Susan

Susan

  • Commented on We get mail (contd.)
    'virtual particles', i.e., bespoke items that magically fit the cut-out/missing pieces in the current puzzle for the requisite (typically) infinitesimal length of time. That's not what virtual particles are. They certainly aren't "bespoke items": they have the normal quantum numbers...
  • Commented on We get mail (contd.)
    Where I lived it was usually "Jesus saves! but Beckenbauer nets the rebound!" I recall Glaswegian graffiti, circa late 1970s, where it was "Jesus saves! But Dalglish scores on the rebound!" Elderly Cynic @21 It would help a lot if...
  • Commented on The light at the end of the tunnel (is not necessarily an oncoming train)
    PS I did think it was amusing that their standard species for the theropod clade, which everyone thinks of as the big carnivorous dinosaurs, was, ahem, Passer domesticus. The house sparrow....
  • Commented on The light at the end of the tunnel (is not necessarily an oncoming train)
    By the was, speaking of Empire, which we weren't, I see there's a new paper in Nature, where they're proposing, if I understand it, a new taxonomy and origin of dinosaurs... 15Myears earlier, and from the northern hemisphere - Laurasia,...
  • Commented on The light at the end of the tunnel (is not necessarily an oncoming train)
    304—again, on random page of standard paperback (p253 of Neal Asher's The War Factory). That page has a fair amount of dialogue, and hence more than the usual number of incomplete lines....
  • Commented on The light at the end of the tunnel (is not necessarily an oncoming train)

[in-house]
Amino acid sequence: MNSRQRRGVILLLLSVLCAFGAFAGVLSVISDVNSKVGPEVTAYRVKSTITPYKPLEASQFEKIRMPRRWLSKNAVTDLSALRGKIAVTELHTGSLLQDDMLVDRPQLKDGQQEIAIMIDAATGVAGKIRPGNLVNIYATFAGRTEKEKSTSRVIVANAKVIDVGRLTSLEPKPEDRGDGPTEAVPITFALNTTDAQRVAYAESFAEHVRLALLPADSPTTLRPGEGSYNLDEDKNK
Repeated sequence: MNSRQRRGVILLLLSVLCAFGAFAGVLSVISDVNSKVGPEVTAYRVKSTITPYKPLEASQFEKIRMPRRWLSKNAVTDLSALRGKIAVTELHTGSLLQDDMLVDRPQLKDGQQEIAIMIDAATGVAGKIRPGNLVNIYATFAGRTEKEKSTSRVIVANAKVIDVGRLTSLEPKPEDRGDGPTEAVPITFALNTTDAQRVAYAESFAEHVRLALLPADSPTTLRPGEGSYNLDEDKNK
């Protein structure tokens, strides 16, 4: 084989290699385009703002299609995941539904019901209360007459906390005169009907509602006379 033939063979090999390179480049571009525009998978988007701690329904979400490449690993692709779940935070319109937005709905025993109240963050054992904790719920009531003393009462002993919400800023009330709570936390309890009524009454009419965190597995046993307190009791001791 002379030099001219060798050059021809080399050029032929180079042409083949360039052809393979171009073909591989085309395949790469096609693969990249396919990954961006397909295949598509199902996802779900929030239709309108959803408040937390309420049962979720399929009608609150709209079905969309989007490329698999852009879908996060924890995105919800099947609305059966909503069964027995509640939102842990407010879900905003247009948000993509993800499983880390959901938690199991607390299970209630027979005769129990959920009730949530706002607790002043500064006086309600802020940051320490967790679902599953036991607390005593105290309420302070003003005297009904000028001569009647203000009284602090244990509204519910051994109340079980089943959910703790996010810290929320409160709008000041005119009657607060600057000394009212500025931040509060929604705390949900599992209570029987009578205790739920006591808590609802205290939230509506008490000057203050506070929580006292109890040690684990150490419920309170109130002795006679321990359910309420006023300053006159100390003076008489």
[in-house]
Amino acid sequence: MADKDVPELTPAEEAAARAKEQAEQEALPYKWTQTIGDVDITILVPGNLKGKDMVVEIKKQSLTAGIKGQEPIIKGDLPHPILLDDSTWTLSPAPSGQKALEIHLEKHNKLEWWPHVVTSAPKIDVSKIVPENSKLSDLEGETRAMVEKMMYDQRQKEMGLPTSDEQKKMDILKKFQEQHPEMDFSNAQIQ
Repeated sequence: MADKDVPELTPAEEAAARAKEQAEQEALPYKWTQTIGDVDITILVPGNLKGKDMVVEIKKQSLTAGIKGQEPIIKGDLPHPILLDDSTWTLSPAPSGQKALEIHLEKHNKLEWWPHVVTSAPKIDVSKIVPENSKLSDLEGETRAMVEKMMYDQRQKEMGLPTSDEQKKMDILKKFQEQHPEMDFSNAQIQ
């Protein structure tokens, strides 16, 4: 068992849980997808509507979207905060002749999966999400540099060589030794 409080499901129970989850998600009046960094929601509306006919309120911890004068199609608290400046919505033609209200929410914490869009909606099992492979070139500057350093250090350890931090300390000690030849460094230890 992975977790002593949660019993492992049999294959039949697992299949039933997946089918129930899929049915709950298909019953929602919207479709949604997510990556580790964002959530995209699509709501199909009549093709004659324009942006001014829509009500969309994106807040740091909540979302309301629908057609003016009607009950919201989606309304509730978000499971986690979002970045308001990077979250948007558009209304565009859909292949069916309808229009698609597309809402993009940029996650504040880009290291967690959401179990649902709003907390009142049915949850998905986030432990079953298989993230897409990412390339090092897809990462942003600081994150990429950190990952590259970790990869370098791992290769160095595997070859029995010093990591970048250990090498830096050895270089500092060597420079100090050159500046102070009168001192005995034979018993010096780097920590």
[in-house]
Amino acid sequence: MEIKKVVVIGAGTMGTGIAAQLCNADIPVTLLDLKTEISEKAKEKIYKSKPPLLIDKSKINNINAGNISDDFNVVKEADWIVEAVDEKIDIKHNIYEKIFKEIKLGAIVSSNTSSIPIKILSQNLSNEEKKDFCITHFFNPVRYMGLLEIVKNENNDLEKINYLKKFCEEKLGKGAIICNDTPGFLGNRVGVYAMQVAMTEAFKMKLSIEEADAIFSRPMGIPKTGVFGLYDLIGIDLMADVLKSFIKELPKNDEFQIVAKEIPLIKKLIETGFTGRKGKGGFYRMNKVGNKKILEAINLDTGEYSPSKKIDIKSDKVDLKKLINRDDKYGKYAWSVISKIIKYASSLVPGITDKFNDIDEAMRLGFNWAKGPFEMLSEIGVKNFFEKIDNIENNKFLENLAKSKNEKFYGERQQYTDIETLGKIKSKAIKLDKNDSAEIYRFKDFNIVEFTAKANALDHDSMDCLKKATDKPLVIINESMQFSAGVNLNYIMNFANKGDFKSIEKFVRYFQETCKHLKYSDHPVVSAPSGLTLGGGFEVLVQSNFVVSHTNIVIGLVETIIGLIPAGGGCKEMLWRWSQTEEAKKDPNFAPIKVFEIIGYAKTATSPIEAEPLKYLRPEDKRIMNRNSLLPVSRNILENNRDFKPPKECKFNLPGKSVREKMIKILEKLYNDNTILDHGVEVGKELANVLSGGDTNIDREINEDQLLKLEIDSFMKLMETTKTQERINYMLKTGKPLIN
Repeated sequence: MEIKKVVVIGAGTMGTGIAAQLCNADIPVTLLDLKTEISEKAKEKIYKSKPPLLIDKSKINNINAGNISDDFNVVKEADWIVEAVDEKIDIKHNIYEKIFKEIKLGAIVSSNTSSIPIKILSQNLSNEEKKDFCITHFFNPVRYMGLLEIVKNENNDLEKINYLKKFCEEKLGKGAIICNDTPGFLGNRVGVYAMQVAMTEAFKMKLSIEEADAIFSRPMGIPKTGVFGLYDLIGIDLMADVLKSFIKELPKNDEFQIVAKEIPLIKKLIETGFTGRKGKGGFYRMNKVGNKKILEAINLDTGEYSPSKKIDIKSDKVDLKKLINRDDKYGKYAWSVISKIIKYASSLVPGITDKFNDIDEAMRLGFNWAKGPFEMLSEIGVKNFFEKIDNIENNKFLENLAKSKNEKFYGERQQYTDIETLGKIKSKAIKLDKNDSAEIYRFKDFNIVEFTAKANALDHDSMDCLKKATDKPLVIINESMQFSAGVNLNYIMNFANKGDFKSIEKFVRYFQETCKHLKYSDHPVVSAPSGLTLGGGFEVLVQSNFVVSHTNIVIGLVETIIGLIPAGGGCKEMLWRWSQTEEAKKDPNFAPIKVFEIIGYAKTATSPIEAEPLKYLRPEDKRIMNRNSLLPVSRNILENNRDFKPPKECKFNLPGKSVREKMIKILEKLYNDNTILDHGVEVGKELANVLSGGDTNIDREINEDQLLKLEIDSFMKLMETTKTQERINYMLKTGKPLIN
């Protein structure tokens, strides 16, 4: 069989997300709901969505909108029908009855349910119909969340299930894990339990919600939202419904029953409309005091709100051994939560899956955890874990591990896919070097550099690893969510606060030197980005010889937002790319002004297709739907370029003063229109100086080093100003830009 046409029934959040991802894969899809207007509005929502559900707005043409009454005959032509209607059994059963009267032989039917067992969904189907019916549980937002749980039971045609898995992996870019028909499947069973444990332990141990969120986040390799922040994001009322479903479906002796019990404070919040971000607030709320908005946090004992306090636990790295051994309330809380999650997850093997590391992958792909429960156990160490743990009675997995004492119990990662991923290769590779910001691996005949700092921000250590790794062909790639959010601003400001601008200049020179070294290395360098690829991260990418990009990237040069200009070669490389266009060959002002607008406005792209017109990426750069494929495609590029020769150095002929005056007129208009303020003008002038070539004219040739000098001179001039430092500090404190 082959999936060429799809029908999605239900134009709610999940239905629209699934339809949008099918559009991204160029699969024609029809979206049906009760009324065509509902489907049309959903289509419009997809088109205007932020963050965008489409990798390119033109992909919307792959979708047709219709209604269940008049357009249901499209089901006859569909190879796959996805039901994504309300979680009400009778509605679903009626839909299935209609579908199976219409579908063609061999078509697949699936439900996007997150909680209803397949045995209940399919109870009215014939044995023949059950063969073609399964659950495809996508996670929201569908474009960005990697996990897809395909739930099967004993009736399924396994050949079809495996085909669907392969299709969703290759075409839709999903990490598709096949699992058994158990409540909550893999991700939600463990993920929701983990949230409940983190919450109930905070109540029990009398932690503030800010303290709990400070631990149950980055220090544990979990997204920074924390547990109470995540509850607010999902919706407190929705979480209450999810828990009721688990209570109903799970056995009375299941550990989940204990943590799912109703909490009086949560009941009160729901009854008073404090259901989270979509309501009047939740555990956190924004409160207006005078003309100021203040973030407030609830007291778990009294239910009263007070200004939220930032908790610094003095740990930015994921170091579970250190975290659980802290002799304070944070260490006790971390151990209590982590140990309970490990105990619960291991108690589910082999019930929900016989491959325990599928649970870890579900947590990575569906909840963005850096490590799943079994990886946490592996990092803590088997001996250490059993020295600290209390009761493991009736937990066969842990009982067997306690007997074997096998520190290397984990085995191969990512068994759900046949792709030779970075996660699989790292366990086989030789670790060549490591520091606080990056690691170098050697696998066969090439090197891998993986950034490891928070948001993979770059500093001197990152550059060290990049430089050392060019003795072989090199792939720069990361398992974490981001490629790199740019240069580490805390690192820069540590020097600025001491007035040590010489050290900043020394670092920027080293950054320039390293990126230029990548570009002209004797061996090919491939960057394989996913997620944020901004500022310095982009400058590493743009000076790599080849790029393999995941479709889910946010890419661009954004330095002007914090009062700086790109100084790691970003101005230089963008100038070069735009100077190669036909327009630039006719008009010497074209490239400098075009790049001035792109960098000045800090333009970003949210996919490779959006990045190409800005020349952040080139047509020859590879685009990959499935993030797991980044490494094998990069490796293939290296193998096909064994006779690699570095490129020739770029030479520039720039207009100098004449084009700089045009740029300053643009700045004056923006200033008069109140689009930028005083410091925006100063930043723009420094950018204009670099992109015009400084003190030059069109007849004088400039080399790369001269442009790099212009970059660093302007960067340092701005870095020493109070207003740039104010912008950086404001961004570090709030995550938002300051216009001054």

I did agree with one of the commenters on this In the Pipeline post that No Unplanned Detonations would make an excellent Culture ship name....
  • Commented on Popcorn Time
    What I was thinking was that some people suffer from "observational blindness" where they fail to notice a narrow (and sometimes low) vehicle in plain sight, even when it's painted bright yellow or bright green! Absolutely. The first motorised vehicle...
  • Commented on Popcorn Time
    I actually prefer trolley buses My late father used to tell horror stories about the trolley buses in Huddersfield (this would have been in the 1930s). Apparently in the winter or in fog they would regularly misjudge corners and lose...
  • Commented on Popcorn Time
    Our hillsides are rock. Building into rock is expensive and time consuming. Also hillsides steep enough to be built into aren't so near places people want to say. Try going to Sheffield instead. The hills in Sheffield are steep enough...
  • Commented on Popcorn Time
    Re the A1 (which I avoid whenever possible when visiting family in Scotland, but in bad weather it's the only route that doesn't go over an inconveniently large hill)—you forgot the bit where some genius decided it could double as...
  • Commented on The internet of decay
    I've never tried either Hebrew or Yiddish, but I do have a working knowledge of German, which is a three-gender system, and sometime back in the distant past I acquired a 'A' in O-grade Latin, which is a three-gender system...
  • Commented on The internet of decay
    When I was at school, I was taught that collective nouns are singular (in English) but, in common use, they are very often plural. That's actually one of the areas in which American English differs from British English: the Americans...
  • Commented on The internet of decay
    The word "gender" derives from Latin "genus", kind, and in grammar need not refer to sex. There are a number of languages with more than three grammatical genders. This use of the word actually has priority over the "classification by...
  • Commented on The End of the British nuclear deterrent?
    Yes: my house is quite new (around 20 years old), but one of my colleagues lives in a house in Castleton (in the Peak District) whose core is mediaeval. He had a party there to welcome a new group member...
  • Commented on The End of the British nuclear deterrent?
    I think that's right. The "depose first, then dispose of" route has been used several times in the history of the various British monarchies, and was pretty much standard practice in the Byzantine empire if I recall correctly. It's probably...